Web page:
Foam in Green River could be naturally caused
A foamy substance discovered floating in the Sand Wash area of the Green River two weeks ago contains no harmful chemicals, according to preliminary test results conducted by the Division of Water Quality.
Walt Baker, director of DWQ, said the sample from the foamy discharge was tested at the Utah Division of Laboratory Services and showed no elevated concentrations of substances or chemicals that would be harmful to the ecosystem or the public.
"It still remains unclear if the foaming was the result of an illegal discharge of a substance to the river or simply a natural phenomenon that typically occurs in the spring when increased runoff transports decomposing plants, leaves and algae, and the fatty acids they contain to streams and rivers," Baker said. "In water the fatty acids act similar to bubble bath in a bath tub - when disturbed by wind, waves or currents, bubbles are formed."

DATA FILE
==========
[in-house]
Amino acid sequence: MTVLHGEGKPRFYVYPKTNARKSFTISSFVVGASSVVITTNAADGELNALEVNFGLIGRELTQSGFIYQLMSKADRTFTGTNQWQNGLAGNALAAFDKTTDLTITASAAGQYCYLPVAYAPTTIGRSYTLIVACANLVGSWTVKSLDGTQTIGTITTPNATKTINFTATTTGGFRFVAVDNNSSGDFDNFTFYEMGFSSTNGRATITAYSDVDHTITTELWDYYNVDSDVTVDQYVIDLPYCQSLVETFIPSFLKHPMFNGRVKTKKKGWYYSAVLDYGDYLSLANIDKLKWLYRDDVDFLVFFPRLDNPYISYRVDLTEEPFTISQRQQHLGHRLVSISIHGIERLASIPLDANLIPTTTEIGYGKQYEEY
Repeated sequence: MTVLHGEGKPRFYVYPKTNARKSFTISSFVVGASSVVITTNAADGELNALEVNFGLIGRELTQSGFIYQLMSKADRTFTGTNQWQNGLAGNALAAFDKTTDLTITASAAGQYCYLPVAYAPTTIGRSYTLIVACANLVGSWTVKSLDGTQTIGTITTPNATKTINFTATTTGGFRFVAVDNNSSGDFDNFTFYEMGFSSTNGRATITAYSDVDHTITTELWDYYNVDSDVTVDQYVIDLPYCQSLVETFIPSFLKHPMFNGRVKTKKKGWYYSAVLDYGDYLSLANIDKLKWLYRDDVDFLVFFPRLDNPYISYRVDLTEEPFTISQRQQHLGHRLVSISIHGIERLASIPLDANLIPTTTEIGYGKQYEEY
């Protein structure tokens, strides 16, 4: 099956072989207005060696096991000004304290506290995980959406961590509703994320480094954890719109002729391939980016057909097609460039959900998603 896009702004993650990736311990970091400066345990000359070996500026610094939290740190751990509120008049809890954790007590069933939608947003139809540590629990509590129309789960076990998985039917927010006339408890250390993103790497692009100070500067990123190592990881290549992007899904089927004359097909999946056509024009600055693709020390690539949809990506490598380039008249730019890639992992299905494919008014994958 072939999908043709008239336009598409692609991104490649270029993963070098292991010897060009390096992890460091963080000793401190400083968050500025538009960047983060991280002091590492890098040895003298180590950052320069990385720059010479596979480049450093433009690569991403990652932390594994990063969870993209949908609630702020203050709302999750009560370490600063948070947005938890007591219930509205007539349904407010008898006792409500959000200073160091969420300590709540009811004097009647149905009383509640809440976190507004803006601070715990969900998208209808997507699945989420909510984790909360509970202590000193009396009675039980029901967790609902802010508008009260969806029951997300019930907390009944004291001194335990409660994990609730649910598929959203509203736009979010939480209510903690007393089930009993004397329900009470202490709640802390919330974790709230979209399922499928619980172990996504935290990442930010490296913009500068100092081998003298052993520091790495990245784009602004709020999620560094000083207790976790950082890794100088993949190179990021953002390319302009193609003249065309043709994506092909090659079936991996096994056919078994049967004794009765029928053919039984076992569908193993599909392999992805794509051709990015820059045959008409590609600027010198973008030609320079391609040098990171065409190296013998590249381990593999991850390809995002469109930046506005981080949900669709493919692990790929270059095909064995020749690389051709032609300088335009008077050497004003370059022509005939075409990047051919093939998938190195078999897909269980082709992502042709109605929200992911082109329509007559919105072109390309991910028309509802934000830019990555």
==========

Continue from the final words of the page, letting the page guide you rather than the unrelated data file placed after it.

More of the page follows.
On March 12, an individual visiting the Ouray National Wildlife Refuge in the Uintah Basin reported to the Bureau of Land Management thick masses of foam on the Green River. On Monday, the BLM notified DWQ, which dispatched an environmental scientist to the area to collect water samples for analysis.
A sample collected by a BLM employee was tested at the state lab. Although there was insufficient quantity of the sample to do a whole suite of tests that normally would be performed, the sample was sufficient enough to determine if it contained substances normally found in drilling fluids used in oil and gas recovery.